The Inland Revenue estimates some 800,000 taxpayers will miss the 31 January deadline for self-assessment.
If this is correct, in theory this should bring #80m into the Treasury coffers, assuming that those who are avoiding their tax liabilities do not also avoid paying their late payment fines.
If you or one of your clients are one of the 800,000, you have just two weeks to get your tax form in to the Revenue or face paying a #100 fine plus interest on any outstanding amounts.
This might seem like teaching your mother to suck eggs, but there are many accountants out there who are in this same boat, because of pressure of time, have not got round to completing and sending in their forms.
But at this stage not only do you have to complete the form, you also need to work out your tax liability. Help is at hand through a number of websites, in particular the Revenue’s own pages, www.inlandrevenue.gov.uk.
Already 125,000 people have registered at the website to file their returns over the internet. Through the website it is possible to download all the necessary forms, so you can’t even use the excuse of the dog eating your return, and also, if your tax affairs are simple, there is the free TaxSaver 2000 Lite.
This is the only software package currently supported by the Revenue.
But users first need to register through the website, a process that is quick and simple.
The site is remarkably clear and avoids a good deal of jargon.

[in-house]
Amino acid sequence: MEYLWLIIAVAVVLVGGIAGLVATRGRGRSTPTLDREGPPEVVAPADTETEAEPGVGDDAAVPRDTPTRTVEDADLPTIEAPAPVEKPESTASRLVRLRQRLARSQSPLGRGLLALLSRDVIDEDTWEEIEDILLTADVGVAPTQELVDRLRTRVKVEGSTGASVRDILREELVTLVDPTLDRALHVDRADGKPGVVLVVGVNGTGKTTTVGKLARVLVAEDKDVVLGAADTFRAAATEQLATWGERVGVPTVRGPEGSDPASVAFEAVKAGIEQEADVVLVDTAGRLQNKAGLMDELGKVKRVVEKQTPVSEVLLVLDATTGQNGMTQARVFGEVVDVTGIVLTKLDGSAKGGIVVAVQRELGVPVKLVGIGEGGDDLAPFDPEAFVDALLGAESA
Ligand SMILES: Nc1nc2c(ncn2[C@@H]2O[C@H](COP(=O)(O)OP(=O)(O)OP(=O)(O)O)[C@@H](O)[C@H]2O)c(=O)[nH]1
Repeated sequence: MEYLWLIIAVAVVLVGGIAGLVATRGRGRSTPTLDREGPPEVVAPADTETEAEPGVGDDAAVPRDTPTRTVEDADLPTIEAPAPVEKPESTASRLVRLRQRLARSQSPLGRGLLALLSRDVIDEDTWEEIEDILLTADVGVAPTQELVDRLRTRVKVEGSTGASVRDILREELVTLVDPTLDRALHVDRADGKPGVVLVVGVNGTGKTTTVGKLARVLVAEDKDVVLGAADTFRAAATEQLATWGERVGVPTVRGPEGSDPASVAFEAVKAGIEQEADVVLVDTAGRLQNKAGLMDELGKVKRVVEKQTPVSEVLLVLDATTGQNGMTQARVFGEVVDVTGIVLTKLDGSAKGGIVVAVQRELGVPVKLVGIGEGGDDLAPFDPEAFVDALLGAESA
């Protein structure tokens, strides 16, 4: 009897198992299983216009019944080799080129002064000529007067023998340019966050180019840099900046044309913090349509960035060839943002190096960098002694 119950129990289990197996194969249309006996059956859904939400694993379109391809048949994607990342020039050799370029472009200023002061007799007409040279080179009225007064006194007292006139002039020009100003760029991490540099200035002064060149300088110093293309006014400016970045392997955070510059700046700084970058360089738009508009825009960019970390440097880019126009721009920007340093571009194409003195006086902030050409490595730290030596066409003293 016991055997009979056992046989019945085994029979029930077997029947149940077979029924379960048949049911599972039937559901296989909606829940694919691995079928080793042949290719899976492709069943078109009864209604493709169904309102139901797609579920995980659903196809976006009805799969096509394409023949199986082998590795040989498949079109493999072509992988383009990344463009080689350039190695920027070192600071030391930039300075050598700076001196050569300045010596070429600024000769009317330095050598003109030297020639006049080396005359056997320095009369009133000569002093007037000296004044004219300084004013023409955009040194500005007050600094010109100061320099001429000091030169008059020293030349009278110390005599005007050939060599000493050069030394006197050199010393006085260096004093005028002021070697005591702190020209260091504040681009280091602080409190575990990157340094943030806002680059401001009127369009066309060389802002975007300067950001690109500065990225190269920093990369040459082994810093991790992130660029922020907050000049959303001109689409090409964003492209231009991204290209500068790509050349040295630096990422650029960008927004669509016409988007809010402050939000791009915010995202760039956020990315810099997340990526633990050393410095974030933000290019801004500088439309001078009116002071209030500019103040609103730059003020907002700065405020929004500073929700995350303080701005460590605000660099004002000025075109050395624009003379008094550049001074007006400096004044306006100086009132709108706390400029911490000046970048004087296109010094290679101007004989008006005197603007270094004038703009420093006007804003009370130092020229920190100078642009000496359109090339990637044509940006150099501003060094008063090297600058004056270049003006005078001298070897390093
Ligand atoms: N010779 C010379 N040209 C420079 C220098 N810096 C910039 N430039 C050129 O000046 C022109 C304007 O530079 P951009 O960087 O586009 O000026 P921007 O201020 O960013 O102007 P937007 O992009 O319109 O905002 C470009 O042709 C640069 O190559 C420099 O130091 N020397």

Other websites for good background on self-assessment include the ICAEW’s tax faculty’s site, www.taxfac.co.uk, and the Chartered Institute of Taxation’s www.tax.org.uk.
Most of these sites are aimed at tax experts, although the CIoT’s site has an area for the public.
Both sites have some helpful background articles, though these sites are probably worth bookmarking for up-coming information on the next round of self-assessment forms.
A good bet is the charity TaxAid’s site, www.taxaid.org.uk, which works primarily for those that cannot afford a tax adviser.
This has some good tips, it doesn’t try to sell you anything and links you back to the Revenue’s own tax calculator, as well as links to other software sites.
Other software is available on sites such as www.sa2000.co.uk, www.taxcalc.com, and www.e-taxchecker.com.
The software available on these sites will calculate your tax, most of which can be downloaded over the internet, though be patient because this can take time.
It would be difficult to recommend one over any of the others and it would seem to be a case of you pay your money, you take your choice. It is worth pointing out that taxcalc.com is backed by Which?, so if you’re looking for a reliable brand this could be worth taking a look at.
For some further help and extra guidance, visit some of the national newspaper websites, such as telegraph.co.uk or Associated Newspaper’s thisismoney.co.uk.
It offers useful pointers and a tax calculator. And of course there is always accountancyage.com.
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